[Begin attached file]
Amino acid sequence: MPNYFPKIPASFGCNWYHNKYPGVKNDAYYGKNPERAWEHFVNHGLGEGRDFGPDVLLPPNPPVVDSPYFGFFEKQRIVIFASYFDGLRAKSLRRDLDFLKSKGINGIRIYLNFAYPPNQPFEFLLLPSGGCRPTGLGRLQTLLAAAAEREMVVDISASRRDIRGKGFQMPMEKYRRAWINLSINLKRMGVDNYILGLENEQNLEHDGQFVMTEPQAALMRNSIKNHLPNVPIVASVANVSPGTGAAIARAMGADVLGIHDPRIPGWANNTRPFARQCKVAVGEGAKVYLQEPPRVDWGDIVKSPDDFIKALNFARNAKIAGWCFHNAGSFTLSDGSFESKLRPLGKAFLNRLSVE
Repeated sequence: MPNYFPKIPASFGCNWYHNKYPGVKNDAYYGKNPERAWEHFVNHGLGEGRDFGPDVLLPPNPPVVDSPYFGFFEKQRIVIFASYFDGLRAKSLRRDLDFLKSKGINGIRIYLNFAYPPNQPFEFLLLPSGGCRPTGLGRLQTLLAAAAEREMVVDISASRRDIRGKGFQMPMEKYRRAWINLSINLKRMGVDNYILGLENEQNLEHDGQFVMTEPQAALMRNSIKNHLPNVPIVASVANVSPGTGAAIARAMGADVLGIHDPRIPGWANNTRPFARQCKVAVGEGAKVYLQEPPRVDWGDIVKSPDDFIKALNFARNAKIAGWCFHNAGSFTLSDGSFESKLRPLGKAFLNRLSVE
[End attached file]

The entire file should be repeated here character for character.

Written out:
Amino acid sequence: MPNYFPKIPASFGCNWYHNKYPGVKNDAYYGKNPERAWEHFVNHGLGEGRDFGPDVLLPPNPPVVDSPYFGFFEKQRIVIFASYFDGLRAKSLRRDLDFLKSKGINGIRIYLNFAYPPNQPFEFLLLPSGGCRPTGLGRLQTLLAAAAEREMVVDISASRRDIRGKGFQMPMEKYRRAWINLSINLKRMGVDNYILGLENEQNLEHDGQFVMTEPQAALMRNSIKNHLPNVPIVASVANVSPGTGAAIARAMGADVLGIHDPRIPGWANNTRPFARQCKVAVGEGAKVYLQEPPRVDWGDIVKSPDDFIKALNFARNAKIAGWCFHNAGSFTLSDGSFESKLRPLGKAFLNRLSVE
Repeated sequence: MPNYFPKIPASFGCNWYHNKYPGVKNDAYYGKNPERAWEHFVNHGLGEGRDFGPDVLLPPNPPVVDSPYFGFFEKQRIVIFASYFDGLRAKSLRRDLDFLKSKGINGIRIYLNFAYPPNQPFEFLLLPSGGCRPTGLGRLQTLLAAAAEREMVVDISASRRDIRGKGFQMPMEKYRRAWINLSINLKRMGVDNYILGLENEQNLEHDGQFVMTEPQAALMRNSIKNHLPNVPIVASVANVSPGTGAAIARAMGADVLGIHDPRIPGWANNTRPFARQCKVAVGEGAKVYLQEPPRVDWGDIVKSPDDFIKALNFARNAKIAGWCFHNAGSFTLSDGSFESKLRPLGKAFLNRLSVE